Tax and superannuation reforms announced in Australia at the weekend were made under circumstances unique to that country, and changes on the agenda here will be made with a different set of objectives, Finance Minister Bill English says.
Changes made in Australia in response to the Henry Review include a 40% tax on big miners' profits, a rise in compulsory employer superannuation contributions to 12% from 9% by 2019, and a gradual cut in the corporate tax rate from 30% to 28%.
New Zealand's corporate tax rate is 30% and compulsory superannuation contributions stand at 2%.
The adjustments in Australia sparked comments from commentators here that it could give yet another incentive for New Zealanders to head across the Tasman and capitalise on comparatively generous superannuation schemes.
Council of Trade Unions economist Bill Rosenberg said the Australian superannuation move would attract more New Zealand workers to Australia and boost funds for investment in its economy.
Business New Zealand chief executive Phil O'Reilly said dropping the Australian corporate tax rate 2 percentage points over four years was a modest reduction and matching it here "should be relatively achievable for us."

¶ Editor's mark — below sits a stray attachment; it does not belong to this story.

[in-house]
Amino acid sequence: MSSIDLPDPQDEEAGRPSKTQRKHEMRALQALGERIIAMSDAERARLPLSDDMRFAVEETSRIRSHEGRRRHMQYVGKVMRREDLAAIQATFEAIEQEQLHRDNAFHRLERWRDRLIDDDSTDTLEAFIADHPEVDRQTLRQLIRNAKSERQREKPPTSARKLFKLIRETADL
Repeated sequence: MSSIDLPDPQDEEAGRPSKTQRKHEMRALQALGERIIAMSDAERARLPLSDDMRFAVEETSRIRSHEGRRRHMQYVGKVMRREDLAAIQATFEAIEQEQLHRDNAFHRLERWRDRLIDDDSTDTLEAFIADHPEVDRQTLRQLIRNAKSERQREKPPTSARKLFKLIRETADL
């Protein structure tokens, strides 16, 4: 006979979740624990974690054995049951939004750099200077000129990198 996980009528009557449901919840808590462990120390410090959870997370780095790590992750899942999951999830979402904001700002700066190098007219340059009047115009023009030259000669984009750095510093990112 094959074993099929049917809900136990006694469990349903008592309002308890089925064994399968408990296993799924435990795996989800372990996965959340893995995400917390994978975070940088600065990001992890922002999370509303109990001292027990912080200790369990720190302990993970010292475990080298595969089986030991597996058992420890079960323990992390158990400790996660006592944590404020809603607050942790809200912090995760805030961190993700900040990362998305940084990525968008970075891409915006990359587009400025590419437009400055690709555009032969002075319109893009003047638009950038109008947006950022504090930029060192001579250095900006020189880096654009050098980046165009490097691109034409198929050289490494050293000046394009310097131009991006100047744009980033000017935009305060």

Mr English said New Zealand's tax package was put together to suit the needs of its economy and there were different objectives.
"They're dealing with their resources boom; we're trying to rebalance our economy to get stronger exports and savings and investment. So you'll just have to wait and see in the Budget what decisions we were able to make," Mr English said.
"The Australian package was always going to be conditioned by the fact that it's election year and they've taken a fairly political view of the Henry Review that suits their circumstances.
"We need to maintain competitiveness with Australia, but in our view the more important area is going to be to compete for talent and to compete for New Zealanders who will be looking across the Tasman at an economy that's been growing pretty strongly and weighing up their opportunities there.
"So we need to make sure that we've got well rewarded opportunities here," Mr English said.
The Australian Chamber of Commerce said the increase in compulsory super contributions would be costly for many small businesses, despite the slight drop in the corporate tax rate, and likely to force employers to cut wages or lay staff off.
NZPA and NBR Staff
Tue, 04 May 2010